Review of Chris Hadfield’s: An Astronaut’s Guide To Life On Earth

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Review of An Astronaut’s Guide To Life On Earth by Chris Hadfield

Although this book has been out since 2013 I only just read it.

I am always looking for a story that is motivational, not because it tells me what I want to hear but because it’s real.  An Astronaut’s Guide To Life On Earth is about perseverance but also to remember your family and friends, even when you’re out in space.

By talking about the lessons he learned to become an astronaut Chris Hadfield makes it clear his wife Helene played a major role in his success.  Helene encouraged him but also grounded him, reminding him of the sacrifices she and their family made, and reminding him to include them.  Throughout the book Chris shows his mistakes, his successes and the absolute importance of being a team player, whether as leader or co-pilot.

One of his major points is being a square trying to fit into a round hole.  His approach to becoming an astronaut was to become an Air Force pilot and mechanical engineer all the while knowing it would be next to impossible to go into space.  What I enjoyed throughout the book was that he constantly learned and went on the basis of that if the square can’t get through the circle, that he doesn’t become an astronaut, he has his pilot and engineering skills to fall back on.  He didn’t put all his eggs into one basket.

He talks about sweating the small stuff.  He points out that as an astronaut, if you don’t sweat the small stuff (haven’t prepared by going over all the finer details) you could kill yourself and your crew mates.

Encouraging others and being encouraged is a theme he mentions continuously.  He talks about the importance of “investing in other people’s success doesn’t just make them more likely to enjoy working with me.  It also improves my own chances of survival and success.”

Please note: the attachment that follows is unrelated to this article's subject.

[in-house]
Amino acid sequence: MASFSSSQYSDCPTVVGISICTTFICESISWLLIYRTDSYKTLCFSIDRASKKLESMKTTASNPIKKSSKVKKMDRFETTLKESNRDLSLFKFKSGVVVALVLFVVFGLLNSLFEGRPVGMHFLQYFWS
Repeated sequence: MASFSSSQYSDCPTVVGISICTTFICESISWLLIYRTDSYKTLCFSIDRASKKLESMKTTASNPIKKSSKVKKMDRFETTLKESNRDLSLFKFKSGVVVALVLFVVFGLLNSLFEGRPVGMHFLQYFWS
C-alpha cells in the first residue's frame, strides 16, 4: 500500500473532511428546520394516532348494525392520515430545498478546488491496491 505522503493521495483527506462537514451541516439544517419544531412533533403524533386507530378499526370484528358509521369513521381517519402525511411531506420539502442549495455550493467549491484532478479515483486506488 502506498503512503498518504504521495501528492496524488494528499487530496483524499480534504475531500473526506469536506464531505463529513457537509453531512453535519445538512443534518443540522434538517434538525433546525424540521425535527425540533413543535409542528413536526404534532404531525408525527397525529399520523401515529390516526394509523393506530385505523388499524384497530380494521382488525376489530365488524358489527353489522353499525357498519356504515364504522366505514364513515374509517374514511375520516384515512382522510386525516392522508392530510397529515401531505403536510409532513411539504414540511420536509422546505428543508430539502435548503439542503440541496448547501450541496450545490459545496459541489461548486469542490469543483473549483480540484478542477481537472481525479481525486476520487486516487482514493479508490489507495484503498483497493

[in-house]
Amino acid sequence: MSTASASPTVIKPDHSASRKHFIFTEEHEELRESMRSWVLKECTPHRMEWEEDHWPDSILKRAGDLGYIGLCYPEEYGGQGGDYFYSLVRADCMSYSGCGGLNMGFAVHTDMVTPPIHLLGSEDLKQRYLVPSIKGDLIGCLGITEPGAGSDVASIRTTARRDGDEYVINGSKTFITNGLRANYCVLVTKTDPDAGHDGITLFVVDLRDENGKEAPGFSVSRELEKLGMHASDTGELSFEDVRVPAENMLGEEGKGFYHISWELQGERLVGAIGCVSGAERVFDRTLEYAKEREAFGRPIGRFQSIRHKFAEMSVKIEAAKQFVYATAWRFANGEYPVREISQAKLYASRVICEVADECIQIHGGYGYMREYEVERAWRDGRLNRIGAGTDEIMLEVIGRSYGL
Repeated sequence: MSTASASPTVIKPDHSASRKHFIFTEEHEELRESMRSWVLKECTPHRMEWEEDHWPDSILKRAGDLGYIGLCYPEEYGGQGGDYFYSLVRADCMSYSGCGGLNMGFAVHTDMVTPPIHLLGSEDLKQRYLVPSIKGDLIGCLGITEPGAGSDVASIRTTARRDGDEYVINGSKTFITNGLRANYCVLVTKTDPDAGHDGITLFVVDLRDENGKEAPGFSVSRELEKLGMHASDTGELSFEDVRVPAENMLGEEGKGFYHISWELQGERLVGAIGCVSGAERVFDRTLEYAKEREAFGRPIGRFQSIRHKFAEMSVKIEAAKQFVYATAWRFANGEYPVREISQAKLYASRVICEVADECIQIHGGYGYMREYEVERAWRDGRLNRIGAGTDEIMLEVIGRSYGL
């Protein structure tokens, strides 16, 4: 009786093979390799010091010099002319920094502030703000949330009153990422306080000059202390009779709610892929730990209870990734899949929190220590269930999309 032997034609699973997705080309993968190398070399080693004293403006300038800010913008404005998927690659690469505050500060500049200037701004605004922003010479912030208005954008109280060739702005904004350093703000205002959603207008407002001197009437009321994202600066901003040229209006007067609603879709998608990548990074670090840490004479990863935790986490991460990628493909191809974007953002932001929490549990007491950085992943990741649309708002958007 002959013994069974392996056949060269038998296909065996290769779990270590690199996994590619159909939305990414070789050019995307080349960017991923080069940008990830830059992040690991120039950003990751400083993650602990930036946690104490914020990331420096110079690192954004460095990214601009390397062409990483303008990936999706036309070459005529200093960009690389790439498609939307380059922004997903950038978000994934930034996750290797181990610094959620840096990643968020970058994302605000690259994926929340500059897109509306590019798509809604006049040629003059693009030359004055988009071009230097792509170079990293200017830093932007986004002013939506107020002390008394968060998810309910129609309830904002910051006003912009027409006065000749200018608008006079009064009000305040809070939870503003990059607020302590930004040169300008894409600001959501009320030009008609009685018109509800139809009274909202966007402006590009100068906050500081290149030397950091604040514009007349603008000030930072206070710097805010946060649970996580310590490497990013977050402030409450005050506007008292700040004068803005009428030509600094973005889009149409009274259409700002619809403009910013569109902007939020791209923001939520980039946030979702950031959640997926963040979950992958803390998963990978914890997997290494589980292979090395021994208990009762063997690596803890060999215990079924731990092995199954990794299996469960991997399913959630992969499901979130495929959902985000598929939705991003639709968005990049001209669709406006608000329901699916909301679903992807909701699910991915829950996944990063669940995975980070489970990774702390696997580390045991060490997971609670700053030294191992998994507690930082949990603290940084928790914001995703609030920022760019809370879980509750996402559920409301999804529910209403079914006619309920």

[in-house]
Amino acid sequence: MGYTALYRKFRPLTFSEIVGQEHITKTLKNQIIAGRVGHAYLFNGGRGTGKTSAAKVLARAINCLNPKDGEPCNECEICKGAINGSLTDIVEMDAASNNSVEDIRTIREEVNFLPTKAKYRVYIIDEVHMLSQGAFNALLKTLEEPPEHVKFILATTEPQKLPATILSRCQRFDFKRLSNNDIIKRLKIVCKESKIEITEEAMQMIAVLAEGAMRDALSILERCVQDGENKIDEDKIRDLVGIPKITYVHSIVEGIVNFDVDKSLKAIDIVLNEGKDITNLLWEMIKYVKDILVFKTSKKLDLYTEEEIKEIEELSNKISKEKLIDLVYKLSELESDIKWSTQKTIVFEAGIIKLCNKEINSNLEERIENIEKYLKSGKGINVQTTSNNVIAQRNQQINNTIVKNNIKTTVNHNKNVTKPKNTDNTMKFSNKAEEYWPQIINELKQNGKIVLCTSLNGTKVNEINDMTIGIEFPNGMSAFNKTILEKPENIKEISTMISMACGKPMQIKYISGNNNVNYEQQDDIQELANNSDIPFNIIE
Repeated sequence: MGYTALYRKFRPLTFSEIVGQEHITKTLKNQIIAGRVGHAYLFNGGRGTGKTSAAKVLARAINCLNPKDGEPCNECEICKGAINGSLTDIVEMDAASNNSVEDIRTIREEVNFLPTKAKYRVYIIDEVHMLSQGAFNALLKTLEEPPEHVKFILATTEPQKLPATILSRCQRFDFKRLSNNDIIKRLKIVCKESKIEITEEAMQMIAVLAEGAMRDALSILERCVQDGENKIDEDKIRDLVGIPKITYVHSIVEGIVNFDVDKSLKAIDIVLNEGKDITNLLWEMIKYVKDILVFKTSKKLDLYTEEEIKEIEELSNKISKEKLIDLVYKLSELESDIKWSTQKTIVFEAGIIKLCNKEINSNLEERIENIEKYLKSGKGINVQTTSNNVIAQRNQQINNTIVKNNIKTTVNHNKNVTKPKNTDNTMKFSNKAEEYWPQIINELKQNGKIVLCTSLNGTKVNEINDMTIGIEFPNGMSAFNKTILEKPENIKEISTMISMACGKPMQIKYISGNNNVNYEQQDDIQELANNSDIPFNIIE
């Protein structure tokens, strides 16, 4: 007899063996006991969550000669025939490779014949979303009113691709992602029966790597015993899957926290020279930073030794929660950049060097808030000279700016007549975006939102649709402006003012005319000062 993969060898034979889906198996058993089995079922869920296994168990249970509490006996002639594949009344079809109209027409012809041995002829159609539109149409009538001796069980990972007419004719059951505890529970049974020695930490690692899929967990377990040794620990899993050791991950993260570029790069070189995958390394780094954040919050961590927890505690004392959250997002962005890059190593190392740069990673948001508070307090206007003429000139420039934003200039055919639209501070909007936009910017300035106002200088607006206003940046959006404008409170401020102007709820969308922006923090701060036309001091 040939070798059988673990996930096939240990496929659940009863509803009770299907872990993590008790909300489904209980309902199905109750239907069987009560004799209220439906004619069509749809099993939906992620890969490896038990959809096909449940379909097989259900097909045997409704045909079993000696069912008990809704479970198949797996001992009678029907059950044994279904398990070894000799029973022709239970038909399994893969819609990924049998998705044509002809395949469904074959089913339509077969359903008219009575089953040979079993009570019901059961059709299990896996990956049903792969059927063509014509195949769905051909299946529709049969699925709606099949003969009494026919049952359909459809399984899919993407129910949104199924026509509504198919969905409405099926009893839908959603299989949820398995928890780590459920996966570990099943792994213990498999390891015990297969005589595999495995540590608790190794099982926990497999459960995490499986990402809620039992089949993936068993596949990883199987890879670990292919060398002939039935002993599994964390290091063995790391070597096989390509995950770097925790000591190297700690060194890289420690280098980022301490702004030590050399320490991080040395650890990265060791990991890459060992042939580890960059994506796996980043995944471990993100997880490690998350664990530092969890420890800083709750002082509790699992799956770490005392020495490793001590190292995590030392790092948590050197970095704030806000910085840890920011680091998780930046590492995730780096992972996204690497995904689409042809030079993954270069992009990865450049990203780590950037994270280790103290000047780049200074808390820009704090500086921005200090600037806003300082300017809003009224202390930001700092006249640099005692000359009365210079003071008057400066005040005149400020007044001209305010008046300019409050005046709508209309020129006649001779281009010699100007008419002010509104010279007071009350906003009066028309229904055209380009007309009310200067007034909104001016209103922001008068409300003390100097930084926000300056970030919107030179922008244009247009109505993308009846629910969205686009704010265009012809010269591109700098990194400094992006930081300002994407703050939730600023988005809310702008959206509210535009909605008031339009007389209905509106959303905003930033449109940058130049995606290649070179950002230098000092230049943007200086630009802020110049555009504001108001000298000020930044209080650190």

He makes it clear how important team work is “No astronaut, no matter how brilliant or brave, is a solo act.  Our expertise is the result of the training provided by thousands of experts around the world, and the support provided by thousands of technicians in five different space agencies.”

Singing David Bowie’s Space Oddity on the International Space Station was his son Evan’s idea.  An idea that has a lot of children now interested in space.  As Chris Hadfield mentions in his book, spaceflight isn’t just about looking away from the Earth but at it.  Satellites allow for communication, the ability to study weather and pollution patterns.  To find things that might not otherwise be able to be found such as planes that need to make emergency landings or boats lost at sea. 

In conclusion this is a fantastic book.  I have not added page numbers to the quotes I used because I want you to read the book yourself.

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